Tracey Jaquith was a founding coder and system architect for Internet Archive in 1996, writing multi-threaded servers, crawlers and more. She wrote the "what's related" services that ultimately spun off Alexa Internet to an Amazon acquisition. Inventor on two patents. She is the longest tenured archive.org employee after founder Brewster Kahle.
In 2000, she left for four years to follow her Cornell mentor, Dan Huttenlocher, and was a technical lead and founding engineer at a financial startup focusing on more efficiently trading convertible bonds.
Recently, she rewrote Archive's TV recording system to an opensource single server system, capable of 75 simultaneous 24x7 channels, and made archive.org/tv site "full stack" first and second versions. She has had over a decade of primary responsibility for archive.org and infrastructure full stack, and brought archive.org website to a fully responsive "version 2" website -- migrating to jQuery, bootstrap, LESS, modern faceting, ElasticSearch, postgreSQL and more. She built the item upload and modification system and continues to do the TV, video, and audio processing, as well as the web browser A/V player. She is leading core infrastructure migration to Docker for archive.org's in-house AWS and S3-like system, and leads continuous integration and testing.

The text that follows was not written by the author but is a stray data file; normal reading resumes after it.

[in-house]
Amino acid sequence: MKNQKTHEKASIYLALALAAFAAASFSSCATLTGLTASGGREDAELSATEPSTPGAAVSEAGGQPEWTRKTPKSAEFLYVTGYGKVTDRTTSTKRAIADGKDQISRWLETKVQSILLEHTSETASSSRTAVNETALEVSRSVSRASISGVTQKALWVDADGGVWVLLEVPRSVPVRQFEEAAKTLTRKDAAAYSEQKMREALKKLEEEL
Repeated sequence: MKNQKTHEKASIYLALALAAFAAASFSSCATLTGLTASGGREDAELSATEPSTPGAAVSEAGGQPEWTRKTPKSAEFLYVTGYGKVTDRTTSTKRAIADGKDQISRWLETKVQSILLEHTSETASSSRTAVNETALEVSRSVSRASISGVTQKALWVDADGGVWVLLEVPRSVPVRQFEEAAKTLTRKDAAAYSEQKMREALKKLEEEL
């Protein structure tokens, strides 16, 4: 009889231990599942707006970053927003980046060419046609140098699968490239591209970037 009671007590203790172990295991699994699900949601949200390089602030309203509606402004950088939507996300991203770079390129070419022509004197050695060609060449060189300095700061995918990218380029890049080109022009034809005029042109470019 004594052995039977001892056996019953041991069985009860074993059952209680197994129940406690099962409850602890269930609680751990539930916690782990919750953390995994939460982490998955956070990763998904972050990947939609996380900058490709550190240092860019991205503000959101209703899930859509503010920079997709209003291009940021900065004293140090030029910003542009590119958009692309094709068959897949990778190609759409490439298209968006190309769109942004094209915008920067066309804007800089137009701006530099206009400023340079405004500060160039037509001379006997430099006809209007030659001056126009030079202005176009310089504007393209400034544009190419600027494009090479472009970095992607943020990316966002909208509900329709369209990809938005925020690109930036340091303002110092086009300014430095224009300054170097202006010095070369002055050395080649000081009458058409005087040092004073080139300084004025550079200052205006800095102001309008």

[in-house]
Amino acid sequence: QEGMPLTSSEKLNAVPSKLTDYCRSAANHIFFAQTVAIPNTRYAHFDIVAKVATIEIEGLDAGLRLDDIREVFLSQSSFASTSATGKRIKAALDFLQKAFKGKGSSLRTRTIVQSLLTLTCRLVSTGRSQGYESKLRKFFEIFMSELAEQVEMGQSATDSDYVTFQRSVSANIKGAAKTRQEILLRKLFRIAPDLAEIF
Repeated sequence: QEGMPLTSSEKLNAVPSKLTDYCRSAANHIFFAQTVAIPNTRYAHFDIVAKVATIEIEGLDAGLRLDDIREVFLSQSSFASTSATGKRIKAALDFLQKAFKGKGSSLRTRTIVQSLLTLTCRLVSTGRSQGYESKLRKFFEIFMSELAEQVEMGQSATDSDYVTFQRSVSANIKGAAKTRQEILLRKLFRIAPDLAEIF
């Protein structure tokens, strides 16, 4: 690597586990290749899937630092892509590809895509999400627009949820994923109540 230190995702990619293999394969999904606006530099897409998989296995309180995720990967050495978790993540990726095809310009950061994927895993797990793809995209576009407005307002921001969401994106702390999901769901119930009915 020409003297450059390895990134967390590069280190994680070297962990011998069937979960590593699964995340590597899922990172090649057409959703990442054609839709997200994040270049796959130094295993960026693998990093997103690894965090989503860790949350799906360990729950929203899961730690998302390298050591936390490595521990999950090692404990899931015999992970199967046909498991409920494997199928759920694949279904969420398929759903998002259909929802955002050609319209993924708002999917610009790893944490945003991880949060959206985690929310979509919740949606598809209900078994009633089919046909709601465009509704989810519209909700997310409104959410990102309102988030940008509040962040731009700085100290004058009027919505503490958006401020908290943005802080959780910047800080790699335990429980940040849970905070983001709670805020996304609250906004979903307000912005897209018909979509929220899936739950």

Her first job was at Xerox PARC and a product shipping division, writing core low-level C-language image processing and comparison algorithms using novel computational geometry based on research from her Master's degree. Her team's code was responsible for all multifunction print, scan, and fax machines. Inventor on word segmentation patent and three other patents.
Jaquith holds a Master's and Bachelor's in Computer Science from Cornell University where she focused on machine vision, robotics and mathematics. Jaquith presents at conferences (Demuxed 2016, MozFest, more) and is a regular guest lecturer at SFSU BECA 460 — Introduction to News on Broadcast and Electronic Media.